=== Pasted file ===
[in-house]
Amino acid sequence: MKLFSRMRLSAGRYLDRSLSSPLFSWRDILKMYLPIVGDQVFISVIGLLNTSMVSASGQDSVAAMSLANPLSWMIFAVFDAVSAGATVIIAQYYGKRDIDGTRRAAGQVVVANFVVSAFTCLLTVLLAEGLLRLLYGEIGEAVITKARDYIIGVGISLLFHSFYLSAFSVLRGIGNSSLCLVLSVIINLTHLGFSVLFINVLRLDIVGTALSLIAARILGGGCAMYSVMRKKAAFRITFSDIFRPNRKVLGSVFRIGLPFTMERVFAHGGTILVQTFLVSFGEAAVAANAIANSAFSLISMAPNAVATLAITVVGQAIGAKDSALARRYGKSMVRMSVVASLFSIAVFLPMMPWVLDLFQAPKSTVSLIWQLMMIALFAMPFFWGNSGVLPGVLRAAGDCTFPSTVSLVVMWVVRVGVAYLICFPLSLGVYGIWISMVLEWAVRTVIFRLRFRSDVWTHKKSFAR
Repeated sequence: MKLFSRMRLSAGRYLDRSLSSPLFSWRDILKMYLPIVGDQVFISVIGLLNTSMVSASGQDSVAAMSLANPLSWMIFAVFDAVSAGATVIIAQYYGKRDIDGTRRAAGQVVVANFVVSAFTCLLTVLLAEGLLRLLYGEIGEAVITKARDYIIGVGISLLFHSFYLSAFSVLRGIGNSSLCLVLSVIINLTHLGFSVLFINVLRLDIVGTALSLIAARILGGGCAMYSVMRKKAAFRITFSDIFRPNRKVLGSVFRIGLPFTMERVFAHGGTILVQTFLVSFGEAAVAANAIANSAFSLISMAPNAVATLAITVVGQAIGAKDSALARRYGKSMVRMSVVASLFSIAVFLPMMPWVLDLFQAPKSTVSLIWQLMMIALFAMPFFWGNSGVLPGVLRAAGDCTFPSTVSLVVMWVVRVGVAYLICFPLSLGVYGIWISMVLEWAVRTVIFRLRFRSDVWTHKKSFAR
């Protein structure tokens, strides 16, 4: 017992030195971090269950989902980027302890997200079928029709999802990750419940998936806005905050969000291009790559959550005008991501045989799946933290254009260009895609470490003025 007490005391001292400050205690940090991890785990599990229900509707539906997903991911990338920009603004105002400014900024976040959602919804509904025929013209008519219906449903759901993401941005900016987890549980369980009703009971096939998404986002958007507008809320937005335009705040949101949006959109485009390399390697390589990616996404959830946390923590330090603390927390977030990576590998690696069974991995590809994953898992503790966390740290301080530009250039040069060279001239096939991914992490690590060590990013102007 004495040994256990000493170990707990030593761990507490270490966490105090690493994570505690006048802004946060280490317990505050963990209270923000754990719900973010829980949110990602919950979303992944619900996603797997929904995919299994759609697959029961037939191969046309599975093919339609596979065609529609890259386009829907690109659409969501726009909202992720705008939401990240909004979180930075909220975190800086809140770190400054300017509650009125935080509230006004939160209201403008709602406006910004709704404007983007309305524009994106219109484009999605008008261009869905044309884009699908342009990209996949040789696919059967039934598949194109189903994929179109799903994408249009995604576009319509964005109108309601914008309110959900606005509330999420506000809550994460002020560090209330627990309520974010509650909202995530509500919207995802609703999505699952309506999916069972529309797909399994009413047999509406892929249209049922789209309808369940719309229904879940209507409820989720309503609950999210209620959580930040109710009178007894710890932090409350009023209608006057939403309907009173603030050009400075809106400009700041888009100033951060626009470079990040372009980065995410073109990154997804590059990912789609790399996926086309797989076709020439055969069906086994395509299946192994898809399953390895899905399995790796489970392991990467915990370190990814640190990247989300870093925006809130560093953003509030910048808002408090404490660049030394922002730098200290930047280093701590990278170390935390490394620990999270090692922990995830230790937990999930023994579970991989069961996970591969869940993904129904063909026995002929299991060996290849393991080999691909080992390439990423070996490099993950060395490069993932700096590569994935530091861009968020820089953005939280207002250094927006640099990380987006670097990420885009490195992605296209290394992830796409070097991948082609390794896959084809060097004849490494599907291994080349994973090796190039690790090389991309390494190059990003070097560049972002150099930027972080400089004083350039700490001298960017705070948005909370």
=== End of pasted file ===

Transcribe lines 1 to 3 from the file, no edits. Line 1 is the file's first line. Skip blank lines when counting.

[in-house]
Amino acid sequence: MKLFSRMRLSAGRYLDRSLSSPLFSWRDILKMYLPIVGDQVFISVIGLLNTSMVSASGQDSVAAMSLANPLSWMIFAVFDAVSAGATVIIAQYYGKRDIDGTRRAAGQVVVANFVVSAFTCLLTVLLAEGLLRLLYGEIGEAVITKARDYIIGVGISLLFHSFYLSAFSVLRGIGNSSLCLVLSVIINLTHLGFSVLFINVLRLDIVGTALSLIAARILGGGCAMYSVMRKKAAFRITFSDIFRPNRKVLGSVFRIGLPFTMERVFAHGGTILVQTFLVSFGEAAVAANAIANSAFSLISMAPNAVATLAITVVGQAIGAKDSALARRYGKSMVRMSVVASLFSIAVFLPMMPWVLDLFQAPKSTVSLIWQLMMIALFAMPFFWGNSGVLPGVLRAAGDCTFPSTVSLVVMWVVRVGVAYLICFPLSLGVYGIWISMVLEWAVRTVIFRLRFRSDVWTHKKSFAR
Repeated sequence: MKLFSRMRLSAGRYLDRSLSSPLFSWRDILKMYLPIVGDQVFISVIGLLNTSMVSASGQDSVAAMSLANPLSWMIFAVFDAVSAGATVIIAQYYGKRDIDGTRRAAGQVVVANFVVSAFTCLLTVLLAEGLLRLLYGEIGEAVITKARDYIIGVGISLLFHSFYLSAFSVLRGIGNSSLCLVLSVIINLTHLGFSVLFINVLRLDIVGTALSLIAARILGGGCAMYSVMRKKAAFRITFSDIFRPNRKVLGSVFRIGLPFTMERVFAHGGTILVQTFLVSFGEAAVAANAIANSAFSLISMAPNAVATLAITVVGQAIGAKDSALARRYGKSMVRMSVVASLFSIAVFLPMMPWVLDLFQAPKSTVSLIWQLMMIALFAMPFFWGNSGVLPGVLRAAGDCTFPSTVSLVVMWVVRVGVAYLICFPLSLGVYGIWISMVLEWAVRTVIFRLRFRSDVWTHKKSFAR